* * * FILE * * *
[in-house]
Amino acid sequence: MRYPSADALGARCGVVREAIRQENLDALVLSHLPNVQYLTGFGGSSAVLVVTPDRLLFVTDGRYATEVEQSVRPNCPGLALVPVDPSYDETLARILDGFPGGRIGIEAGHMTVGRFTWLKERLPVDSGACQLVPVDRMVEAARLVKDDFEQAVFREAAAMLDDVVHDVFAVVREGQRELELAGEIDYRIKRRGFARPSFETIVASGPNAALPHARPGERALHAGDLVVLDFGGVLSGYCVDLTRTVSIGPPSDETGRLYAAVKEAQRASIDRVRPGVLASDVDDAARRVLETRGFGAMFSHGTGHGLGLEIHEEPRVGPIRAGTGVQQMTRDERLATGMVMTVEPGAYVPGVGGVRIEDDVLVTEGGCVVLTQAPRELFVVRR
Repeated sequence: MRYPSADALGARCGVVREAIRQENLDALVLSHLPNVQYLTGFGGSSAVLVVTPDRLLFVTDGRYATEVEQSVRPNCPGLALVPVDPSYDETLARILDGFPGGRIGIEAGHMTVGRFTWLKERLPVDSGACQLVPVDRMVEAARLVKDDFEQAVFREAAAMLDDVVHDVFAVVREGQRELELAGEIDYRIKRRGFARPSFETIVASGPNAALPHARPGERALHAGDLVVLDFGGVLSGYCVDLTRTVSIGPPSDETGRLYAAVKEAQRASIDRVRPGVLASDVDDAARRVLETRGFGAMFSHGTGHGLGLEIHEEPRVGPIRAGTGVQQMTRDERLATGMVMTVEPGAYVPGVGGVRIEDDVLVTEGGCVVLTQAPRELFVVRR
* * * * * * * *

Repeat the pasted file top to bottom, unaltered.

[in-house]
Amino acid sequence: MRYPSADALGARCGVVREAIRQENLDALVLSHLPNVQYLTGFGGSSAVLVVTPDRLLFVTDGRYATEVEQSVRPNCPGLALVPVDPSYDETLARILDGFPGGRIGIEAGHMTVGRFTWLKERLPVDSGACQLVPVDRMVEAARLVKDDFEQAVFREAAAMLDDVVHDVFAVVREGQRELELAGEIDYRIKRRGFARPSFETIVASGPNAALPHARPGERALHAGDLVVLDFGGVLSGYCVDLTRTVSIGPPSDETGRLYAAVKEAQRASIDRVRPGVLASDVDDAARRVLETRGFGAMFSHGTGHGLGLEIHEEPRVGPIRAGTGVQQMTRDERLATGMVMTVEPGAYVPGVGGVRIEDDVLVTEGGCVVLTQAPRELFVVRR
Repeated sequence: MRYPSADALGARCGVVREAIRQENLDALVLSHLPNVQYLTGFGGSSAVLVVTPDRLLFVTDGRYATEVEQSVRPNCPGLALVPVDPSYDETLARILDGFPGGRIGIEAGHMTVGRFTWLKERLPVDSGACQLVPVDRMVEAARLVKDDFEQAVFREAAAMLDDVVHDVFAVVREGQRELELAGEIDYRIKRRGFARPSFETIVASGPNAALPHARPGERALHAGDLVVLDFGGVLSGYCVDLTRTVSIGPPSDETGRLYAAVKEAQRASIDRVRPGVLASDVDDAARRVLETRGFGAMFSHGTGHGLGLEIHEEPRVGPIRAGTGVQQMTRDERLATGMVMTVEPGAYVPGVGGVRIEDDVLVTEGGCVVLTQAPRELFVVRR